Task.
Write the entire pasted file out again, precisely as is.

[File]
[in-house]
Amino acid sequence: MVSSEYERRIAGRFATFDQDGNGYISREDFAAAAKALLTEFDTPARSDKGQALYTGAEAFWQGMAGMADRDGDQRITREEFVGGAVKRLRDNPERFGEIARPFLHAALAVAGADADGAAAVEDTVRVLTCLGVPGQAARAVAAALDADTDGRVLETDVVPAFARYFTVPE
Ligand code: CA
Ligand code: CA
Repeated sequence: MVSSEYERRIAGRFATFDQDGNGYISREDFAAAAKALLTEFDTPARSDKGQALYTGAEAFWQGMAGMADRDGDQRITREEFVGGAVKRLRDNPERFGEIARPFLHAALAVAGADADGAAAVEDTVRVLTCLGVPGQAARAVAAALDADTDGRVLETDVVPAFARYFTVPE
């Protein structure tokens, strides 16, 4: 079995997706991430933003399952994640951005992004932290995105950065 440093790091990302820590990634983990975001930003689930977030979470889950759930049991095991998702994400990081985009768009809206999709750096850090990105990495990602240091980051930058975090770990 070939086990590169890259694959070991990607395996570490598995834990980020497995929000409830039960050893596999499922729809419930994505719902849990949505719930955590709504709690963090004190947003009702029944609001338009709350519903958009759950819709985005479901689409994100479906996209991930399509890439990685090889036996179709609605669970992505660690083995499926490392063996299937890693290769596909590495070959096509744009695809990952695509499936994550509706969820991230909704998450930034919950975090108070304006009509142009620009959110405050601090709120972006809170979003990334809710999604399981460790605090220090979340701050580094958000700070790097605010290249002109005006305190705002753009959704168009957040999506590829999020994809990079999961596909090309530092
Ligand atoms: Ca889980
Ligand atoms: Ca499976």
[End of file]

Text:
[in-house]
Amino acid sequence: MVSSEYERRIAGRFATFDQDGNGYISREDFAAAAKALLTEFDTPARSDKGQALYTGAEAFWQGMAGMADRDGDQRITREEFVGGAVKRLRDNPERFGEIARPFLHAALAVAGADADGAAAVEDTVRVLTCLGVPGQAARAVAAALDADTDGRVLETDVVPAFARYFTVPE
Ligand code: CA
Ligand code: CA
Repeated sequence: MVSSEYERRIAGRFATFDQDGNGYISREDFAAAAKALLTEFDTPARSDKGQALYTGAEAFWQGMAGMADRDGDQRITREEFVGGAVKRLRDNPERFGEIARPFLHAALAVAGADADGAAAVEDTVRVLTCLGVPGQAARAVAAALDADTDGRVLETDVVPAFARYFTVPE
């Protein structure tokens, strides 16, 4: 079995997706991430933003399952994640951005992004932290995105950065 440093790091990302820590990634983990975001930003689930977030979470889950759930049991095991998702994400990081985009768009809206999709750096850090990105990495990602240091980051930058975090770990 070939086990590169890259694959070991990607395996570490598995834990980020497995929000409830039960050893596999499922729809419930994505719902849990949505719930955590709504709690963090004190947003009702029944609001338009709350519903958009759950819709985005479901689409994100479906996209991930399509890439990685090889036996179709609605669970992505660690083995499926490392063996299937890693290769596909590495070959096509744009695809990952695509499936994550509706969820991230909704998450930034919950975090108070304006009509142009620009959110405050601090709120972006809170979003990334809710999604399981460790605090220090979340701050580094958000700070790097605010290249002109005006305190705002753009959704168009957040999506590829999020994809990079999961596909090309530092
Ligand atoms: Ca889980
Ligand atoms: Ca499976």